“Shortly after I graduated, I had an opportunity to become president at the bank I am still at,” said Andy Noll, president of First Farmers & Merchants Bank in Fairmont, Minn. “I had less than 10 years of experience in the industry at the time, and I still considered myself to be an inexperienced lender. So, virtually all the topics I was exposed to were quickly put to use.” Noll is now a trustee for GSBC.
The Bank Simulation Management program for third-year students is upgraded and modified every year — and as of last year, it’s available on mobile so that students can access it from anywhere on a laptop, tablet or phone.
Critical thinking skills
Rocky Williams, executive vice president at Arvest Bank in Norman, Okla., is one of this year’s seniors. After working in commercial lending for his entire 23-year banking career, “the school has helped me get a better understanding of all aspects of the bank,” he said. Understanding and Strategically Aligning Your Bank’s Culture for Success with Dave Nowling has been helpful in teaching him more about the culture of his workplace, he added.
Nowling, a retired manager in the Bank Supervision Department at the Kansas City Fed and president of The Dunamikos Group, has seen a shift during his tenure at GSBC.
“When I first started 18 years ago, what we now call ‘essential skills’ were looked at as, ‘I don’t need that; I just need to know how to make a loan and make a return on assets,’” he said. “What I’m seeing is a higher thirst for leadership development.”
David Peterson, president of U.S. Dataworks and founder of i7strategies, teaches classes about the effective use of technology and strategic thinking. “My [technology] class is very interactive; there’s spirited discussion about current and future issues. For example: Given that customers and expectations are rapidly evolving, what products and services would a community bank be expected to offer to create sustained future client growth?”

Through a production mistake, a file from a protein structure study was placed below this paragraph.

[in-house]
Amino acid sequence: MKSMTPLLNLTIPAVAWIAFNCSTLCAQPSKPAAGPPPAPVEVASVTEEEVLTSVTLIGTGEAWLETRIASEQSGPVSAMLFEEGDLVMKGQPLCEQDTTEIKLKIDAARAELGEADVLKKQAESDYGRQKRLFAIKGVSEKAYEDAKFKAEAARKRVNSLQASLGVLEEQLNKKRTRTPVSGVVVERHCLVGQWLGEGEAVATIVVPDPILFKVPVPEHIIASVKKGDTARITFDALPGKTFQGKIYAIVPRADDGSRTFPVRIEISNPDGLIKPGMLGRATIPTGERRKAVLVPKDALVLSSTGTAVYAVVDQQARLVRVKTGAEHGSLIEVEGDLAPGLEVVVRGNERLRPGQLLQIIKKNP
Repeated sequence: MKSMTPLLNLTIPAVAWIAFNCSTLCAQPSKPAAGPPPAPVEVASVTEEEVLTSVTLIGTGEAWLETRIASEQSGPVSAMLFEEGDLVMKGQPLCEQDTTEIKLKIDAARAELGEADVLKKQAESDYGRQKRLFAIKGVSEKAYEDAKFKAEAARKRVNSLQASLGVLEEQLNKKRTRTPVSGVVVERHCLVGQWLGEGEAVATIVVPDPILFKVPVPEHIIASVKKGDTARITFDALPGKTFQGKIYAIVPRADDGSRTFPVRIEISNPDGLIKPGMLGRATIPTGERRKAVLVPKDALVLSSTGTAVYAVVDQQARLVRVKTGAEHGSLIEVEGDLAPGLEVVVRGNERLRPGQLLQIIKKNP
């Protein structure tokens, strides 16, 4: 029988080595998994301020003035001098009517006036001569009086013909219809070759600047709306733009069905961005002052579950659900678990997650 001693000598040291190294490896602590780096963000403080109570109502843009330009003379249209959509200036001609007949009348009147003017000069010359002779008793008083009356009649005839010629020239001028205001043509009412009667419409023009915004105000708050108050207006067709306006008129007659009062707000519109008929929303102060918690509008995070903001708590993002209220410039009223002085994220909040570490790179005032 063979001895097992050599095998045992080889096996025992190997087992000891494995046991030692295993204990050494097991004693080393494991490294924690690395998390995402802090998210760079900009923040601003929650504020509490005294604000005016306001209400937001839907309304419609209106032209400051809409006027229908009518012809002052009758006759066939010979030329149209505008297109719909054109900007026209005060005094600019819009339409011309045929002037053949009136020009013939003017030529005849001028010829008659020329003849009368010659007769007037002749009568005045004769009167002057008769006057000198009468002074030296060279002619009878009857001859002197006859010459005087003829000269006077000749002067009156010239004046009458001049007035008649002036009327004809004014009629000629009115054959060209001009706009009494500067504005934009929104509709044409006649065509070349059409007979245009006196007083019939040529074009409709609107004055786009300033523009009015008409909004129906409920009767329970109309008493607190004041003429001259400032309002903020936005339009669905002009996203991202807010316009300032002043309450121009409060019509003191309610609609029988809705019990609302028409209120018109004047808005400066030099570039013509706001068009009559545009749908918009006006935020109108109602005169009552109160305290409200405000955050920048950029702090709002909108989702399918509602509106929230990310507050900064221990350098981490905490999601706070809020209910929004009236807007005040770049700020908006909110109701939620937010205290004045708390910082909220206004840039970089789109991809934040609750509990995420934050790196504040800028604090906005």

Two additional GSBC schools, both added over the last few years, deal directly with emerging issues in the industry and leadership skills.
The Community Bank Investments School is a four-and-a-half-day program designed for financial officers to dive deeply into their banks’ investment portfolio and better respond to changes.
The Executive Leadership Development Institute is a 19-month program geared toward helping community banks address succession management. “We take just a select 12 to 15 candidates per year and offer a dual bank management and leadership development curriculum that includes executive coaching by a C-level executive from a similar institution outside their competitive trade area,” Koch explained.
No matter the program, bankers say that attending GSBC was a welcome step outside their comfort zones. For Lauren Maclaskey, senior vice president at Happy State Bank in Lubbock, Texas, going to GSBC was a chance to network with a new group of bankers.
“Most of our banks around here send bankers to SWGSB, which is in Dallas at Southern Methodist University. You see a lot of the same people that you see at all of our bank functions, from banks that you’re very familiar with. I was looking for a different option,” said Maclaskey, who found the new connections valuable.
And that’s why so many alumni stay involved. “I get to visit with other alumni all year long, and I get to talk to community bankers who are looking for that logical next step in their own professional development,” said GSBC Alumni Association Chair Sheila Noll, executive vice president and chief operations officer at Midwest Independent Bank in Jefferson City, Mo. “The opportunity to continue to be engaged in GSBC is a joy.”